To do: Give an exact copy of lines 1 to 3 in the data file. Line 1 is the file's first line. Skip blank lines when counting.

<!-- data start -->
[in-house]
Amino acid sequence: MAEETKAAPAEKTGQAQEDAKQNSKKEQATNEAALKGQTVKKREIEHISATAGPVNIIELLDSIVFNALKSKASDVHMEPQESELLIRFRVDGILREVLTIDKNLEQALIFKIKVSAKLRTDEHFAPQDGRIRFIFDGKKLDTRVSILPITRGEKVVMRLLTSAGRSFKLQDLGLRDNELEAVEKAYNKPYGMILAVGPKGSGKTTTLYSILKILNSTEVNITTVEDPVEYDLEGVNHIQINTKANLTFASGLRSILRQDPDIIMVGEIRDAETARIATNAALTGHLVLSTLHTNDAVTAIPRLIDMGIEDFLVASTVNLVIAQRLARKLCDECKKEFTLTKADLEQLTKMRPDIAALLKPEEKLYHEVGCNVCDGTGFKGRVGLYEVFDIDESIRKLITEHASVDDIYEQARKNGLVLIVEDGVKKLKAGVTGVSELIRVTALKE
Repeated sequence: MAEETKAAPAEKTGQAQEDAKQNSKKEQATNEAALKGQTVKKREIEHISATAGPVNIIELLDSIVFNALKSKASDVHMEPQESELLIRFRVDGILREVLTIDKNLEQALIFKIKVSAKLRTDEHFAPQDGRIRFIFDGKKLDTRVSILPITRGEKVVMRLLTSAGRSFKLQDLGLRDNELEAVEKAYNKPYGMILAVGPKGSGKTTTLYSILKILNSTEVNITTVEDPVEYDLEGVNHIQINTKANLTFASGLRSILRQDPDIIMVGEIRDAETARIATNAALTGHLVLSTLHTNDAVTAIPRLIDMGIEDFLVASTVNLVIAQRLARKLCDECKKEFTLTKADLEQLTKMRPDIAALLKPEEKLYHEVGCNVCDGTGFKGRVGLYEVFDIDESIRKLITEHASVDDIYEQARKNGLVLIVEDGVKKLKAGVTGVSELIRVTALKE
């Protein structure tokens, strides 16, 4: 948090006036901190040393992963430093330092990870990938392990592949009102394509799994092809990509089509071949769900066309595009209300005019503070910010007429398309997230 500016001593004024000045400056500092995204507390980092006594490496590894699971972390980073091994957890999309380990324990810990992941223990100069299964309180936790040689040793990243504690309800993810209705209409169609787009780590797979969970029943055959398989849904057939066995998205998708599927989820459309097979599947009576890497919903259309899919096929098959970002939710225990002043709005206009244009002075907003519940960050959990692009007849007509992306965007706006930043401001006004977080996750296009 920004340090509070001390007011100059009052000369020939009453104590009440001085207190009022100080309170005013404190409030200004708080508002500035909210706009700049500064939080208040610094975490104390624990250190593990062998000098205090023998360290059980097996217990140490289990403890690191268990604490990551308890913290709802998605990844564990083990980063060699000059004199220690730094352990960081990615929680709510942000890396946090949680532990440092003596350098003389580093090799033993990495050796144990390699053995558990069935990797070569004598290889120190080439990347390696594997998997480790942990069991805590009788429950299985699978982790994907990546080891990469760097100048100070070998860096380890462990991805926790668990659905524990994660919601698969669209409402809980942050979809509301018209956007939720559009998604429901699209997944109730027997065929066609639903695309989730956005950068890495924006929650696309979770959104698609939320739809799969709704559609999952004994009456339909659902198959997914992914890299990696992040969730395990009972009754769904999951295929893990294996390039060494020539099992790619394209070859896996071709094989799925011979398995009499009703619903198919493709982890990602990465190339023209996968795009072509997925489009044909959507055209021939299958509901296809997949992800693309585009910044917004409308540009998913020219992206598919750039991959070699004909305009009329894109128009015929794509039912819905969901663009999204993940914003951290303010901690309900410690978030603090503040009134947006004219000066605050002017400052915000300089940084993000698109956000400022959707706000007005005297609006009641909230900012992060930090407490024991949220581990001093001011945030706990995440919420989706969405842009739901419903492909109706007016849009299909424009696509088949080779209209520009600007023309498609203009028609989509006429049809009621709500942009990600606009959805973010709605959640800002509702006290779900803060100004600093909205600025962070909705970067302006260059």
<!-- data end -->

[in-house]
Amino acid sequence: MAEETKAAPAEKTGQAQEDAKQNSKKEQATNEAALKGQTVKKREIEHISATAGPVNIIELLDSIVFNALKSKASDVHMEPQESELLIRFRVDGILREVLTIDKNLEQALIFKIKVSAKLRTDEHFAPQDGRIRFIFDGKKLDTRVSILPITRGEKVVMRLLTSAGRSFKLQDLGLRDNELEAVEKAYNKPYGMILAVGPKGSGKTTTLYSILKILNSTEVNITTVEDPVEYDLEGVNHIQINTKANLTFASGLRSILRQDPDIIMVGEIRDAETARIATNAALTGHLVLSTLHTNDAVTAIPRLIDMGIEDFLVASTVNLVIAQRLARKLCDECKKEFTLTKADLEQLTKMRPDIAALLKPEEKLYHEVGCNVCDGTGFKGRVGLYEVFDIDESIRKLITEHASVDDIYEQARKNGLVLIVEDGVKKLKAGVTGVSELIRVTALKE
Repeated sequence: MAEETKAAPAEKTGQAQEDAKQNSKKEQATNEAALKGQTVKKREIEHISATAGPVNIIELLDSIVFNALKSKASDVHMEPQESELLIRFRVDGILREVLTIDKNLEQALIFKIKVSAKLRTDEHFAPQDGRIRFIFDGKKLDTRVSILPITRGEKVVMRLLTSAGRSFKLQDLGLRDNELEAVEKAYNKPYGMILAVGPKGSGKTTTLYSILKILNSTEVNITTVEDPVEYDLEGVNHIQINTKANLTFASGLRSILRQDPDIIMVGEIRDAETARIATNAALTGHLVLSTLHTNDAVTAIPRLIDMGIEDFLVASTVNLVIAQRLARKLCDECKKEFTLTKADLEQLTKMRPDIAALLKPEEKLYHEVGCNVCDGTGFKGRVGLYEVFDIDESIRKLITEHASVDDIYEQARKNGLVLIVEDGVKKLKAGVTGVSELIRVTALKE